I’ve just uploaded files containing some useful functions to a public git repository. You can see the files directly without worrying about git at all by visiting regression-utils.R (direct download) and mer-utils.R (direct download). Continue reading ‘Diagnosing collinearity in mixed models from lme4′
Author Archive for Austin F. Frank
This post is partly a response to this message. The author of that question is working on ordered categorical data. For that specific case, there are several packages in R that might work, none of which I’ve tried. The most promising is the function
DPolmm() from DPpackage. It’s worth noting, though, that in that package you are committed to a Dirichlet Process prior for the random effects (instead of the more standard Gaussian). A different package, mprobit allows one clustering factor. This could be suitable, depending on the data set. MNP, mlogit, multinomRob, vbmp,
nnet, and msm all offer some capability of modeling ordered categorical data, and it’s possible that one of them allows for random effects (though I haven’t discovered any yet). MCMCpack may also be useful, as it provides MCMC implementations for a large class of regression models.
lrm() from the
Design package handles ordered categorical data, and clustered bootstrap sampling can be used for a single cluster effect.
I’ve recently had some success using MCMCglmm for the analysis of unordered multinomial data, and want to post a quick annotated example here. It should be noted that the tutorial on the CRAN page is extremely useful, and I encourage anyone using the package to work through it.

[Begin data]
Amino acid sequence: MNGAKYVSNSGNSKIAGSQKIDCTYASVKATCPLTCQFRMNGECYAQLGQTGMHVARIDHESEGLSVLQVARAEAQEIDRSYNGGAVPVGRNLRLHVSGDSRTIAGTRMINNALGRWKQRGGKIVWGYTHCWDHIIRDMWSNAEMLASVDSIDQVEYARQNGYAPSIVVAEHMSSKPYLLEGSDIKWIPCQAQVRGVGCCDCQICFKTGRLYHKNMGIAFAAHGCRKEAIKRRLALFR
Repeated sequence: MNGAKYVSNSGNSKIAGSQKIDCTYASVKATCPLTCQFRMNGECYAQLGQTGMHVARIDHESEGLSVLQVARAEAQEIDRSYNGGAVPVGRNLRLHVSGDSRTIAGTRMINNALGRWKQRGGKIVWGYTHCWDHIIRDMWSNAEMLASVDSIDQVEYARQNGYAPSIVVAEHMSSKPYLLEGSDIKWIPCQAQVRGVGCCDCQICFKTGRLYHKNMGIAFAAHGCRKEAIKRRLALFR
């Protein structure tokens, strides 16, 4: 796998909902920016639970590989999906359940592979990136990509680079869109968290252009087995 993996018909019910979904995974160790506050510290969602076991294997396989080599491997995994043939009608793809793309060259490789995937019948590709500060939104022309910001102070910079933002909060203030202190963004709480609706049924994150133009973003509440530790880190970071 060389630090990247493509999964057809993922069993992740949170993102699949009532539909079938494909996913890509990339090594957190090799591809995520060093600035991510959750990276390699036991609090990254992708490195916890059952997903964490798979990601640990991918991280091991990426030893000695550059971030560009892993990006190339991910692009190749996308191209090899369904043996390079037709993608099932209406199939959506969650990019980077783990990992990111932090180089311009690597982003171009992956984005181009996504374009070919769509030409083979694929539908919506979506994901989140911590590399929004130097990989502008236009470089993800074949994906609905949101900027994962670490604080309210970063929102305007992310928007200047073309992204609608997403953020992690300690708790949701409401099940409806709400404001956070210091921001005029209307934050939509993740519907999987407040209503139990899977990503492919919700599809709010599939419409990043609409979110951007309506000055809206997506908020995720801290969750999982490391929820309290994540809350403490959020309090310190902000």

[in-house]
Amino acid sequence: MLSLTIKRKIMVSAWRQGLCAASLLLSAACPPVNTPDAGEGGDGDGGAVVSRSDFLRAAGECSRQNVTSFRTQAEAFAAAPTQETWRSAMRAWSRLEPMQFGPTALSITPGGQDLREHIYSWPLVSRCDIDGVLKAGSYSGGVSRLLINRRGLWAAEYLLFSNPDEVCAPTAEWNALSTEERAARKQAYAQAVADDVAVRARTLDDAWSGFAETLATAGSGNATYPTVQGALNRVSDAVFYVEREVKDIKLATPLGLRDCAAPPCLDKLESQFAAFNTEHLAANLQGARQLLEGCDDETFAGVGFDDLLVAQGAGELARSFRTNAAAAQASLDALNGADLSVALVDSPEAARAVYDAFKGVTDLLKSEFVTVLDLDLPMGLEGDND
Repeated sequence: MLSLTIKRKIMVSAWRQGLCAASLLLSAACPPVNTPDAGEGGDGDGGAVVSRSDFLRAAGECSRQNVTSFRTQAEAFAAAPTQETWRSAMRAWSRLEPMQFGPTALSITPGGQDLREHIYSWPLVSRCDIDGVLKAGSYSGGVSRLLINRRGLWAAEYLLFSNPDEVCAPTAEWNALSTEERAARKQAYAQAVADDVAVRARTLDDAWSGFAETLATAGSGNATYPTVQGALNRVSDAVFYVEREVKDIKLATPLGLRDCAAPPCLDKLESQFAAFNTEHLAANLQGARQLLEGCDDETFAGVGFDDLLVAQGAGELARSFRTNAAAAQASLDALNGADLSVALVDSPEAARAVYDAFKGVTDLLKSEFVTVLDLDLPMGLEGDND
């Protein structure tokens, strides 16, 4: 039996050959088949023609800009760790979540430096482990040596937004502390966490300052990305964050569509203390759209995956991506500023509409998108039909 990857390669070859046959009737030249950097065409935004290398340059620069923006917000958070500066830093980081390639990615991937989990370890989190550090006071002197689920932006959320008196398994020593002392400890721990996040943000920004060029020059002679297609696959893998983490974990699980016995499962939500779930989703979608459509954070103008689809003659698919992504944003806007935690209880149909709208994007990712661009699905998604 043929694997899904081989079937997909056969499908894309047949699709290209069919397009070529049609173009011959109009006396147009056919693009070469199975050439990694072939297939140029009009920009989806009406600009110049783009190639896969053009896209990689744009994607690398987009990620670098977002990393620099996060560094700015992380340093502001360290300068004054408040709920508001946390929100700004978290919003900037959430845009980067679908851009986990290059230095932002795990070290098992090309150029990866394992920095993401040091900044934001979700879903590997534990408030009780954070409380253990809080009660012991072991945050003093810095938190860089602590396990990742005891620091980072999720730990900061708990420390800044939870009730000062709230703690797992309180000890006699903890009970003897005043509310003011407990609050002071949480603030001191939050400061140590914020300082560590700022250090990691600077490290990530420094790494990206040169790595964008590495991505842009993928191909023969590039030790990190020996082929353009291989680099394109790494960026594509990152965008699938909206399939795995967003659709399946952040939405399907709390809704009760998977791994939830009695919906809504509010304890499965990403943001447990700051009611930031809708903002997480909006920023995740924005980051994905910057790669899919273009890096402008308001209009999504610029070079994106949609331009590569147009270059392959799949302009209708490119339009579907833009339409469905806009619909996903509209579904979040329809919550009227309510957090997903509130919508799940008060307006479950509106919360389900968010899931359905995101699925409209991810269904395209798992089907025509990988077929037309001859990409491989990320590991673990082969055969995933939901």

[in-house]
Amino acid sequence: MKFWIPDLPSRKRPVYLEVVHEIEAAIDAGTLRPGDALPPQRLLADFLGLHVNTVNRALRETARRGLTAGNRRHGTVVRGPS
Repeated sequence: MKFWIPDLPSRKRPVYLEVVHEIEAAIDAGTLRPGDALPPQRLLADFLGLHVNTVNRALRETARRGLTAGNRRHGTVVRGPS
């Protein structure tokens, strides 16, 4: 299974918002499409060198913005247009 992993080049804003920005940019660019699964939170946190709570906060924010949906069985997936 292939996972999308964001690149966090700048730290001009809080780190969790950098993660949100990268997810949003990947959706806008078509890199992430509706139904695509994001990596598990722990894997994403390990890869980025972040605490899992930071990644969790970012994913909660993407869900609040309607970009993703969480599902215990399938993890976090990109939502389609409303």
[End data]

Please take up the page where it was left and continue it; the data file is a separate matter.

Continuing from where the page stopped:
I’m going to cheat a bit in my choice of data sets, in that I won’t be using data from a real experiment with a multinomial (or polychotomous) outcome. Instead, I want to use a publicly available data set with some relevance to language research. I also need a categorical dependent variable with more than two levels for this demo to be interesting. Looking through the data sets provided in the
languageR package, I noticed that the
dative data set has a column
SemanticClass which has five levels. We’ll use this as our dependent variable for this example. We’ll investigate whether the semantic class of a ditransitive event is influenced by the modality in which it is produced (spoken or written).
library(MCMCglmm) data("dative", package = "languageR") k <- length(levels(dative$SemanticClass)) I <- diag(k-1) J <- matrix(rep(1, (k-1)^2), c(k-1, k-1)) m <- MCMCglmm(SemanticClass ~ -1 + trait + Modality, random = ~ us(trait):Verb + us(Modality):Verb, rcov = ~ us(trait):units, prior = list( R = list(fix=1, V=0.5 * (I + J), n = 4), G = list( G1 = list(V = diag(4), n = 4), G2 = list(V = diag(2), n = 2))), burnin = 15000, nitt = 40000, family = "categorical", data = dative)
Read on for an explanation of this model specification, along with some functions for evaluating the model fit.
R is an excellent tool for a wide variety of statistical analyses, it’s not the only game in town. Practitioners of Bayesian statistics have a few other tools that complement
R nicely. One case where
R originally lagged was in offering a general-purpose MCMC sampler. That situation has largely changed, but there are still cases where you might want to look outside of the
R toolbox. In particular, certain Bayesian stats books are written with the assumption that exercises and examples can be executed in
WinBUGS. While there is (just) another Gibbs sampler that runs natively on OSX and linux,
JAGS can’t read
Read on to see how I got
WinBUGS running on my PowerPC OSX laptop connect to a linux server.
Two new resources have recently become available that may be of interest to the NLP and Psycholingustics communities. First, the New York Times has released “The New York Times Annotated Corpus”. It’s available through the LDC. It’s been marked up with tags for people, places, topics, and organizations. 650,000 of the 1.8 million articles contain human-written summaries (36%). The LDC listing can be found here. A nice write up of the release is at the NYT Open Blog. Continue reading ‘New text resources available’